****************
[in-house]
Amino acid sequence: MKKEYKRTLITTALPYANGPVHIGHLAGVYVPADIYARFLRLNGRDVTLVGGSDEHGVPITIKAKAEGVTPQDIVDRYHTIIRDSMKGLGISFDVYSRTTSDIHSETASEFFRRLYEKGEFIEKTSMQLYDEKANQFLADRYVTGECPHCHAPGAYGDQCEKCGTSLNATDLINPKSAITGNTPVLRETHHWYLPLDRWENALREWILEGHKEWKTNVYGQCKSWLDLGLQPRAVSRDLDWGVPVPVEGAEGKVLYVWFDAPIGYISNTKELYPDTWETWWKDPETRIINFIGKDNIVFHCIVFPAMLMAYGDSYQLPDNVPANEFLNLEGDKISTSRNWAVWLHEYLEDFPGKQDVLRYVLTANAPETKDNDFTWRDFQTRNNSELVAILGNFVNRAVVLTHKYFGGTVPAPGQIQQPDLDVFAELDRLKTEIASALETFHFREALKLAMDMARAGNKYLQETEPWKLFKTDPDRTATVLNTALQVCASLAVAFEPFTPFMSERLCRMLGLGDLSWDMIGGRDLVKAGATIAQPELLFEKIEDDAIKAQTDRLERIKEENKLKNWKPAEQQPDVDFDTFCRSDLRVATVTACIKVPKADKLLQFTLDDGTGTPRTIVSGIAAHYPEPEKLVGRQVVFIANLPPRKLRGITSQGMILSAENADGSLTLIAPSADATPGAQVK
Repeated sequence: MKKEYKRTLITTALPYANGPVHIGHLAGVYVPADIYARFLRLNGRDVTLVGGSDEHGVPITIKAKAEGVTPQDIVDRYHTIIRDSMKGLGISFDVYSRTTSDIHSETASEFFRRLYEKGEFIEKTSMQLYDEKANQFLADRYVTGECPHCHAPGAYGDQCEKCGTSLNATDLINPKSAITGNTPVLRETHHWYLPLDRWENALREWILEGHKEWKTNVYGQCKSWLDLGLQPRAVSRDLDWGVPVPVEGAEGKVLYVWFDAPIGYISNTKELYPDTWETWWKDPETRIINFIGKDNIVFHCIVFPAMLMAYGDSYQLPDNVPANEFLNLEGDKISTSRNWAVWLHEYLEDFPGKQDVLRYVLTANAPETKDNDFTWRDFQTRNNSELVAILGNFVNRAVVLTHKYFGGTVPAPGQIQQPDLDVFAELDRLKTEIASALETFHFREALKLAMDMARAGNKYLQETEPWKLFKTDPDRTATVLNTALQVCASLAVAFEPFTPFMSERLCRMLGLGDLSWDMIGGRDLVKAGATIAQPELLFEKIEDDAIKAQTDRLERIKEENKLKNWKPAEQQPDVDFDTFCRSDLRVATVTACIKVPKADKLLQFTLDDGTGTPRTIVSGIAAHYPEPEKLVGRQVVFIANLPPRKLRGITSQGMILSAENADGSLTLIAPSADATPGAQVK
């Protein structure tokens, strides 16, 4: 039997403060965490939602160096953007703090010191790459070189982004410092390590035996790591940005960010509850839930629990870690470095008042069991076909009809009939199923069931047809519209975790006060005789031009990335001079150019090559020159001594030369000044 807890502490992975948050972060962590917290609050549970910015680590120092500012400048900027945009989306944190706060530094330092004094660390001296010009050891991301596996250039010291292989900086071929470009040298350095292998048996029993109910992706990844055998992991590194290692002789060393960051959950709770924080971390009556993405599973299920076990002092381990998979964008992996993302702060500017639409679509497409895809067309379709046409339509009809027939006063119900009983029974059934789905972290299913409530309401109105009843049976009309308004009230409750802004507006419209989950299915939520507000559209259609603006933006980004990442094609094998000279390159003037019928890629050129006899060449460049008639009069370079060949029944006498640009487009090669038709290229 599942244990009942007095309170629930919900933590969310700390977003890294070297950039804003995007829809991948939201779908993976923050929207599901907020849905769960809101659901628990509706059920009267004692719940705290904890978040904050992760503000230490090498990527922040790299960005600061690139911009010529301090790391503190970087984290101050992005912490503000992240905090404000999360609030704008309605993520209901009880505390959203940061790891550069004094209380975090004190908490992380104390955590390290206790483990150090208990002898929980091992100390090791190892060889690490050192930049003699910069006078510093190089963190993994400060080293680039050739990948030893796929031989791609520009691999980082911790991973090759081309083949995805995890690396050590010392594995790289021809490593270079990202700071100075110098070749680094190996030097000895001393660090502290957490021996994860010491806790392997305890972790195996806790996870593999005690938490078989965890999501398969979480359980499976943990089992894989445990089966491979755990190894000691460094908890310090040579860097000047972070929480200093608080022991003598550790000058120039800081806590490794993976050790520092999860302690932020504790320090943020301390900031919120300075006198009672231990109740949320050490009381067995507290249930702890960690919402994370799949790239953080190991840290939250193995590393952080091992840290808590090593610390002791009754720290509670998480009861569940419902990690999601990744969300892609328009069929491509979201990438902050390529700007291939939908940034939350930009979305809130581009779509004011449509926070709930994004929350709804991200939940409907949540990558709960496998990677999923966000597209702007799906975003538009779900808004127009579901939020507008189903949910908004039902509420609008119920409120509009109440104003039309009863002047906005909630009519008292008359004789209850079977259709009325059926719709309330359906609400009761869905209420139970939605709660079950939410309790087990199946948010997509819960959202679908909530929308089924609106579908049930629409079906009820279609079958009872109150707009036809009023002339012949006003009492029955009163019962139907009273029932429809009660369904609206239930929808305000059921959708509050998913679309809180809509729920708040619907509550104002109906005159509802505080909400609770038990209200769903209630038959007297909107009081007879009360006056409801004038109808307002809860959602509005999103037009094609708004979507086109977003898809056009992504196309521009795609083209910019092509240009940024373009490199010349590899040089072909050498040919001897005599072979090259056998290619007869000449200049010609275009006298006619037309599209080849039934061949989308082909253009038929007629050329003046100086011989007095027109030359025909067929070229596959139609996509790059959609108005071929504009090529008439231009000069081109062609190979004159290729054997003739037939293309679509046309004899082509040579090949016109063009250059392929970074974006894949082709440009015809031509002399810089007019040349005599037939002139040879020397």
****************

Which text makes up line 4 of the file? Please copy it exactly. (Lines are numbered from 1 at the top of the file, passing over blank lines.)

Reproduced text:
């Protein structure tokens, strides 16, 4: 039997403060965490939602160096953007703090010191790459070189982004410092390590035996790591940005960010509850839930629990870690470095008042069991076909009809009939199923069931047809519209975790006060005789031009990335001079150019090559020159001594030369000044 807890502490992975948050972060962590917290609050549970910015680590120092500012400048900027945009989306944190706060530094330092004094660390001296010009050891991301596996250039010291292989900086071929470009040298350095292998048996029993109910992706990844055998992991590194290692002789060393960051959950709770924080971390009556993405599973299920076990002092381990998979964008992996993302702060500017639409679509497409895809067309379709046409339509009809027939006063119900009983029974059934789905972290299913409530309401109105009843049976009309308004009230409750802004507006419209989950299915939520507000559209259609603006933006980004990442094609094998000279390159003037019928890629050129006899060449460049008639009069370079060949029944006498640009487009090669038709290229 599942244990009942007095309170629930919900933590969310700390977003890294070297950039804003995007829809991948939201779908993976923050929207599901907020849905769960809101659901628990509706059920009267004692719940705290904890978040904050992760503000230490090498990527922040790299960005600061690139911009010529301090790391503190970087984290101050992005912490503000992240905090404000999360609030704008309605993520209901009880505390959203940061790891550069004094209380975090004190908490992380104390955590390290206790483990150090208990002898929980091992100390090791190892060889690490050192930049003699910069006078510093190089963190993994400060080293680039050739990948030893796929031989791609520009691999980082911790991973090759081309083949995805995890690396050590010392594995790289021809490593270079990202700071100075110098070749680094190996030097000895001393660090502290957490021996994860010491806790392997305890972790195996806790996870593999005690938490078989965890999501398969979480359980499976943990089992894989445990089966491979755990190894000691460094908890310090040579860097000047972070929480200093608080022991003598550790000058120039800081806590490794993976050790520092999860302690932020504790320090943020301390900031919120300075006198009672231990109740949320050490009381067995507290249930702890960690919402994370799949790239953080190991840290939250193995590393952080091992840290808590090593610390002791009754720290509670998480009861569940419902990690999601990744969300892609328009069929491509979201990438902050390529700007291939939908940034939350930009979305809130581009779509004011449509926070709930994004929350709804991200939940409907949540990558709960496998990677999923966000597209702007799906975003538009779900808004127009579901939020507008189903949910908004039902509420609008119920409120509009109440104003039309009863002047906005909630009519008292008359004789209850079977259709009325059926719709309330359906609400009761869905209420139970939605709660079950939410309790087990199946948010997509819960959202679908909530929308089924609106579908049930629409079906009820279609079958009872109150707009036809009023002339012949006003009492029955009163019962139907009273029932429809009660369904609206239930929808305000059921959708509050998913679309809180809509729920708040619907509550104002109906005159509802505080909400609770038990209200769903209630038959007297909107009081007879009360006056409801004038109808307002809860959602509005999103037009094609708004979507086109977003898809056009992504196309521009795609083209910019092509240009940024373009490199010349590899040089072909050498040919001897005599072979090259056998290619007869000449200049010609275009006298006619037309599209080849039934061949989308082909253009038929007629050329003046100086011989007095027109030359025909067929070229596959139609996509790059959609108005071929504009090529008439231009000069081109062609190979004159290729054997003739037939293309679509046309004899082509040579090949016109063009250059392929970074974006894949082709440009015809031509002399810089007019040349005599037939002139040879020397």